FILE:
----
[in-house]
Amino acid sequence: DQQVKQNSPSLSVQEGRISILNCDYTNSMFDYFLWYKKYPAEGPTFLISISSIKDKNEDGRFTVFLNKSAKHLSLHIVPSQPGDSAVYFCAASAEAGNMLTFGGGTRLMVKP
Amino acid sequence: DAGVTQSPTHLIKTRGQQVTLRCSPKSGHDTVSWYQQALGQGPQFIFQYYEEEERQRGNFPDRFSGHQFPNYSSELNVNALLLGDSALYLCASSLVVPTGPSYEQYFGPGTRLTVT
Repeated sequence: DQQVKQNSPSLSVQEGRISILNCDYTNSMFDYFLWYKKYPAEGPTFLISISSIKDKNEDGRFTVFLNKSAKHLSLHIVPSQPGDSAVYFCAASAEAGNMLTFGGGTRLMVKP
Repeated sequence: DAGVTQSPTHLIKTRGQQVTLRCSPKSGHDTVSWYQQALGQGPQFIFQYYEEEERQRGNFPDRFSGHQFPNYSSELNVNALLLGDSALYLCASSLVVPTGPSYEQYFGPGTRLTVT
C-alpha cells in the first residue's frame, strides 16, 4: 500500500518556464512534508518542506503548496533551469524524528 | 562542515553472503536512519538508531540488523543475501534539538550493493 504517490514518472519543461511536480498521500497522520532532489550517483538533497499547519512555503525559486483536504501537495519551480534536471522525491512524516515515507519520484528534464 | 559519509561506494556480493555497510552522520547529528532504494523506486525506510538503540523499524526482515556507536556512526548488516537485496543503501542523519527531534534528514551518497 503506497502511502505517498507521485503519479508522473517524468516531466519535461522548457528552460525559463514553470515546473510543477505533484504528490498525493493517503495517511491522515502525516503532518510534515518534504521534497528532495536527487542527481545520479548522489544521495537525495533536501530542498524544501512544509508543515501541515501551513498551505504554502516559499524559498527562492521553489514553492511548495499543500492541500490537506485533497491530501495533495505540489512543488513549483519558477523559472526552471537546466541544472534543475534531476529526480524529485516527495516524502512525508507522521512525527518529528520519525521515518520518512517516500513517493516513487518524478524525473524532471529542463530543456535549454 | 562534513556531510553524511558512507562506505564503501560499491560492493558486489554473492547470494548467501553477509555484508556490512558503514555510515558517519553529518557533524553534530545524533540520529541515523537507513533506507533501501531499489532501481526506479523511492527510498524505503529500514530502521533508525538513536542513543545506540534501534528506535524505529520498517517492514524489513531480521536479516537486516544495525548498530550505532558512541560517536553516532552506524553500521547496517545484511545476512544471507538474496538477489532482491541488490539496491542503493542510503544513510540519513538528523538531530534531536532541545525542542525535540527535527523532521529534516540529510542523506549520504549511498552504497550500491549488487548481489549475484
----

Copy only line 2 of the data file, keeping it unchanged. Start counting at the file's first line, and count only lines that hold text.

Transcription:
Amino acid sequence: DQQVKQNSPSLSVQEGRISILNCDYTNSMFDYFLWYKKYPAEGPTFLISISSIKDKNEDGRFTVFLNKSAKHLSLHIVPSQPGDSAVYFCAASAEAGNMLTFGGGTRLMVKP